Consumer electronics will drive chip demand

A rising demand for consumer products has become one of the most important sources of demand for semiconductors, but this will...

A rising demand for consumer products has become one of the most important sources of demand for semiconductors, but this will present a host of challenges for chip makers.

"Digital consumer electronics is emerging quite fast to be a demand driver," said Morris Chang, founder and chairman of Taiwan Semiconductor Manufacturing at the Computex 2004 exhibition in Taipei.

The rising importance of digital consumer electronics comes as the semiconductor manufacturing industry enjoys "a pretty good boom", he added.

The semiconductor industry grew 18% during 2003 and could grow up to 30% during 2004.

Overall growth will remain strong through the remainder of this decade, reiterating a prediction that the industry will enjoy a compound annual growth rate of between 10% to 12% through 2010, said Chang.

Much of this growth will come from demand for consumer electronics applications, in addition to personal computers and mobile phones.

For example, the rollout of HDTV (High-Definition Television) will completely change the content production, storage, broadcast and reception infrastructure that exists for television.

"It is a very big opportunity for the semiconductor industry in the latter half of this decade," Chang said, adding that opportunities created by technologies such as HDTV bring with them a range of new challenges for the semiconductor industry.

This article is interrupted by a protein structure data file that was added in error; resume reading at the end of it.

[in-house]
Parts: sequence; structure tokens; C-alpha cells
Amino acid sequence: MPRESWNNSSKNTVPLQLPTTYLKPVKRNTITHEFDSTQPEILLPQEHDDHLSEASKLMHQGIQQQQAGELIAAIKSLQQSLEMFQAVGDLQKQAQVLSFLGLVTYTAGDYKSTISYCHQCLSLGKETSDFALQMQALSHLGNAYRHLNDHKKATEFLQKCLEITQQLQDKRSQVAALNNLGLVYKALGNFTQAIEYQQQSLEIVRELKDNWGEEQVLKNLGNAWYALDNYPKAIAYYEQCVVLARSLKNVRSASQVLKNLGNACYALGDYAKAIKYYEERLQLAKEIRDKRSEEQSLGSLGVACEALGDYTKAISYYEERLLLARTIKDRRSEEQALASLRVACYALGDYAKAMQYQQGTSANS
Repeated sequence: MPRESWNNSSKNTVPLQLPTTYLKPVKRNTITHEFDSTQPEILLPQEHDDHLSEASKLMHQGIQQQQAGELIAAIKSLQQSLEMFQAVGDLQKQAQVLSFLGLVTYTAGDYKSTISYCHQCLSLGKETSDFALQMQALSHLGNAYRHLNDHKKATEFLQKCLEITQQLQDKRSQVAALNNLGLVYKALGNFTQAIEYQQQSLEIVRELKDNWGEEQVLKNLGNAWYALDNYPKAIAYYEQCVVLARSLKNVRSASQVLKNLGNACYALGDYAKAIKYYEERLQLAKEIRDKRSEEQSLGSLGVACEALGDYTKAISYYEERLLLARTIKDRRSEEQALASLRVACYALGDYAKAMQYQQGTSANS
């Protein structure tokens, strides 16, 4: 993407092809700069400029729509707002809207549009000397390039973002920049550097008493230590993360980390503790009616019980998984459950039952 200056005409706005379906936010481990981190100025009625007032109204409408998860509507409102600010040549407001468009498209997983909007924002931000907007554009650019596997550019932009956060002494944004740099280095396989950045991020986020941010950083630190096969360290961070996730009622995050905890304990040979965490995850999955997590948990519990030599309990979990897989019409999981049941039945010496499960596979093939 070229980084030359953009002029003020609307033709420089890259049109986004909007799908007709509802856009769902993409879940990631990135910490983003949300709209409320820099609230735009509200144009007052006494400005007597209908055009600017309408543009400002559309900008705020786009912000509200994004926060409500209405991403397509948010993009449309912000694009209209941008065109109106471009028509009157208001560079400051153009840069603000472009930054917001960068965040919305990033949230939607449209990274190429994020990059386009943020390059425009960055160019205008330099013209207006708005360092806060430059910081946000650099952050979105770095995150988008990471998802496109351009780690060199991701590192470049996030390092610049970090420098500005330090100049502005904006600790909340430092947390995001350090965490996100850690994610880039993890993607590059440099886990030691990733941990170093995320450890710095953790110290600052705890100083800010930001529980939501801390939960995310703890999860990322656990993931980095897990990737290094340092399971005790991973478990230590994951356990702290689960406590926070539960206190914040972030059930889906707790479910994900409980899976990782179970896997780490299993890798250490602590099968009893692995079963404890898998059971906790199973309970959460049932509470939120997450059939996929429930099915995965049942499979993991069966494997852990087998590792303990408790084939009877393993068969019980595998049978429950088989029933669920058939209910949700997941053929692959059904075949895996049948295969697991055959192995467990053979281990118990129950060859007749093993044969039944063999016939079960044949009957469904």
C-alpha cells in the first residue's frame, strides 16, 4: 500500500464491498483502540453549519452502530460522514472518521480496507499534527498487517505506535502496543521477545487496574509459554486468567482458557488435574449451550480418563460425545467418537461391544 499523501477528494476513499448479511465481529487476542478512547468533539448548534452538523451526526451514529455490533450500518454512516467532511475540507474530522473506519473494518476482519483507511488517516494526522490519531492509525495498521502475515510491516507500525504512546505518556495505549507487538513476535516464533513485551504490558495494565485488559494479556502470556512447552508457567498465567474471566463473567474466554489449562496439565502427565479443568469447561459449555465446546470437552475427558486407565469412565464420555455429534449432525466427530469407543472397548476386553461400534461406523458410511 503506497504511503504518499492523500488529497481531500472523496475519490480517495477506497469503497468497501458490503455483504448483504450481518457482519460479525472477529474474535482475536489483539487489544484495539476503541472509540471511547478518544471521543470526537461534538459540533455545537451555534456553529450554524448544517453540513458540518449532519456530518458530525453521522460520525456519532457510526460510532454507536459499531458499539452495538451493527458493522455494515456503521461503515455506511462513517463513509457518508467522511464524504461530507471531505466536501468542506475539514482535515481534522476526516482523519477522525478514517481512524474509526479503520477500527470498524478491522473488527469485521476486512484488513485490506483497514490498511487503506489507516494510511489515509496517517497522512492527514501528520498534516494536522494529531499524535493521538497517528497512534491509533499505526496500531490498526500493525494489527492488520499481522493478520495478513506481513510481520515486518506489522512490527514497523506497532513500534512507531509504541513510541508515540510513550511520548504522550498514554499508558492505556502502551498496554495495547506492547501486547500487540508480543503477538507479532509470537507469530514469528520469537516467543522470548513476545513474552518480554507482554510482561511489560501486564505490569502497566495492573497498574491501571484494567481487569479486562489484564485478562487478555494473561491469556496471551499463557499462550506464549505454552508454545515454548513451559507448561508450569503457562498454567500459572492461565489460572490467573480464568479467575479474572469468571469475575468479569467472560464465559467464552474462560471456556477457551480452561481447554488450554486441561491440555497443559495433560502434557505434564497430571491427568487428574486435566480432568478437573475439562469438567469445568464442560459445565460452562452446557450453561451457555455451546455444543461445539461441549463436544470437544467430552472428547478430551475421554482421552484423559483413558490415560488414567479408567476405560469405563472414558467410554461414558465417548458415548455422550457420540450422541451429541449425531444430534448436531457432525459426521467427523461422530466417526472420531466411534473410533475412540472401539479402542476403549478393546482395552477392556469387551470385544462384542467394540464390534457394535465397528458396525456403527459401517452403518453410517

Product life cycles for chips are likely to become shorter and getting new products to market fast will be more important than before, Chang said.

In addition, digital consumer electronics will require greater product differentiation and increased functionality without compromising customer demands for high-quality products available at a low cost.

TSMC will expand its manufacturing capacity for mature production processes, including 130 nanometers, 150 nanometers and 180 nanometers and will continue to invest in leading-edge processes.

TSMC will begin production using a 65-nanometer process in late 2006 and expected to see a 45-nanometer process enter production in late 2008.

TSMC will also make more services available to its customer to help shorten product design cycles and reduce the time it takes to bring chips into volume production, Chang said.

Sumner Lemon writes for IDG News Service

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